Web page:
Personal Space Weather Station

 

The Personal Space Weather Station project ultimately aims to create a small, multi-instrument system that can make ground-based measurements of the space environment.  The observations from this project will not only be useful to the owner of the system, but also aggregated into a central database for space science and space weather research purporses. Initial work focuses on the development of a scientific-grade high frequency (HF) radio receiver, as well as the necessary software and network infrastructure. This project is led by the The University of Scranton, in collaboration with the Tucson Amateur Packet Radio, Inc. (TAPR)Case Western Reserve University / Case Amateur Radio Club W8EDU, the University of Alabama, the New Jersey Institute of Technology Center for Solar Terrestrial Research (NJIT-CSTR), and the Massachusetts Institute of Technology Haystack Observatory.

PSWS Components

The Personal Space Weather Station is a modular system, with each module being developed by a different team. Visit the links below to learn about the different parts of the PSWS.

Research Questions

The PSWS project is motivated by questions both from the amateur radio and science communities.

Science Questions

  • How does the ionosphere respond to inputs from space and from the neutral atmosphere?
  • How does the ionosphere couple with the neutral atmosphere and with space?
  • What are the sources of medium and large scale traveling ionospheric disturbances?
  • What are the causes of Sporadic E?

Amateur Radio Questions

  • How do disturbances such as solar flares, geomagnetic storms, and traveling ionospheric disturbances affect radio wave propagation?
  • How does ionospheric science help amateur radio operators improve communications?
  • How can I make measurements in my own backyard that will help improve my amateur radio operations?

Get Involved

We are always looking for new people to get involved! Projects include system design and testing, data acquistion, and data analysis. Visit our Get Involved page to learn how to join the HamSCI Community.

PSWS Resource Links

Please visit the Space Weather Station Working Page for a variety of links and resources related to the HamSCI PSWS Project.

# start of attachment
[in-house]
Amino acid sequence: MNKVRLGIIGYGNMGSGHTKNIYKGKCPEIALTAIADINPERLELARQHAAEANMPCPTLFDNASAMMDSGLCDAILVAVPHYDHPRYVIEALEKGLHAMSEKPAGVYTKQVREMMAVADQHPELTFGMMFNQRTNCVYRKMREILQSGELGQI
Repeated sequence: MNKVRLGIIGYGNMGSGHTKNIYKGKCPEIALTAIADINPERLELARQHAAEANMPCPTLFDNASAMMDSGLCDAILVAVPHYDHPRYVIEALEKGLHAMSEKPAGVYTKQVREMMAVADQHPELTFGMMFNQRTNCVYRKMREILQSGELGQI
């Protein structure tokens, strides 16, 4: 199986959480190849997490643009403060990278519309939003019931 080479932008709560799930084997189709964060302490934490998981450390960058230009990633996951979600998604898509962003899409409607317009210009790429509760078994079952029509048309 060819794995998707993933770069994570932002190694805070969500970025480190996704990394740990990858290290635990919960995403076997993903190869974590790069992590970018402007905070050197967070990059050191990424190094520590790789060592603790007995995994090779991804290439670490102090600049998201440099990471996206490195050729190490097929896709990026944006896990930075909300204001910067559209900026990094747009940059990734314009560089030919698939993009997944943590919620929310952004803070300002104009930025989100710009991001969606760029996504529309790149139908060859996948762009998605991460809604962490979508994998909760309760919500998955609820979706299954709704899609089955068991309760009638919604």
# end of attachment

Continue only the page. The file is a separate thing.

Acknowledgments

We gratefully thank the many volunteers who make this project run, as well as the support of National Science Foundation Grants AGS-2002278, AGS-1932997, and AGS-1932972.

 

The HamSCI teams at the University of Scranton W3USR and Case Western Reserve University W8EDU were recently awarded a 3-year collaborative National Science Foundation grant to study impacts of the 2023 and 2024 Solar Eclipses on the ionosphere, as well as ionospheric variability that occurs during every day dawn and dusk. The project will be led by Nathaniel Frissell, W2NAF at Scranton and David Kazdan AD8Y, John Gibbons N8OBJ, Rachel Boedicker AC8XY, and Christian Zorman at Case Western. Kristina Collins KD8OXT, Bill Engelke AB4EJ, Steve Cerwin WA5FRF, Phil Erickson W1PJE, Mary Lou West KC2NMC, Bob Gerzoff WK2Y, Rachel Frissell W2RUF, and the entire HamSCI Grape Personal Space Weather Station team played a significant role in winning this grant. NSF funding will provide for about thirty Personal Space Weather Station Grape receivers to be deployed throughout North America. Their locations will be optimized to study the ionospheric impacts simultaneously received from WWV (Fort Collins, CO) on 5 and 10 MHz and CHU (Ottawa, Canada) on 3.33, 7.85, or 14.67 MHz. The HamSCI amateur radio community will be able purchase and field additional stations. All stations will run continuously from deployment through at least the end of the project, and will capture the 2023 and 2024 eclipses. If you would like to participate, please join our Google Group and weekly Grape telecons!

As Solar Cycle 25 begins, amateur radio operators look forward to the return of the exciting propagation conditions associated with solar maximum. The classic paradigm for solar cycle prediction is based on an 11-year sinusoidal pattern of sunspot numbers, with an official NASA-NOAA "consensus" prediction coming from a panel of experts evaluating an ensemble of different types of models. However, the underlying solar cycle mechanism is still not well understood and this consensus prediction can fall short. Scott McIntosh at the U.S. National Center of Atmospheric Research (NCAR) and his team have recently published a new method for predicting the time and amplitude of solar maximum, based on changes in the observed magnetic polarity in different regions of the sun. This new method predicts a stronger Solar Cycle 25 than the NASA-NOAA "consensus" prediction. HamSCI member Frank Howell K4FMH teams up with Dr. McIntosh to review this new methodology and its potential impacts on how we think about solar cycle predictions in a two-part article series currently featured on the cover of RSGB's RadCom magazine. More information can also be found at Frank's blog.

In November 2021, Dr. Martin Archer asked the HamSCI and Amateur Radio Community for help in determining the best way to sonify ultra low frequency (ULF) plasma waves measurements. Those results have just been published! From Dr. Archer:

"Our sense of sound can be a powerful tool in exploring and analysing data collected from satellites. But what is the best way to make this data audible? Space science researchers at Imperial College London asked for your input on which methods of making the sounds of near-Earth space audible produce the best results. We’re pleased to announce that the results of this survey have now been published in Frontiers in Astronomy and Space Sciences. The feedback was invaluable, providing clear recommendations on which methods were best. These are now being used by space scientists around the world to improve their science communication, public engagement, and citizen science. Thank you!"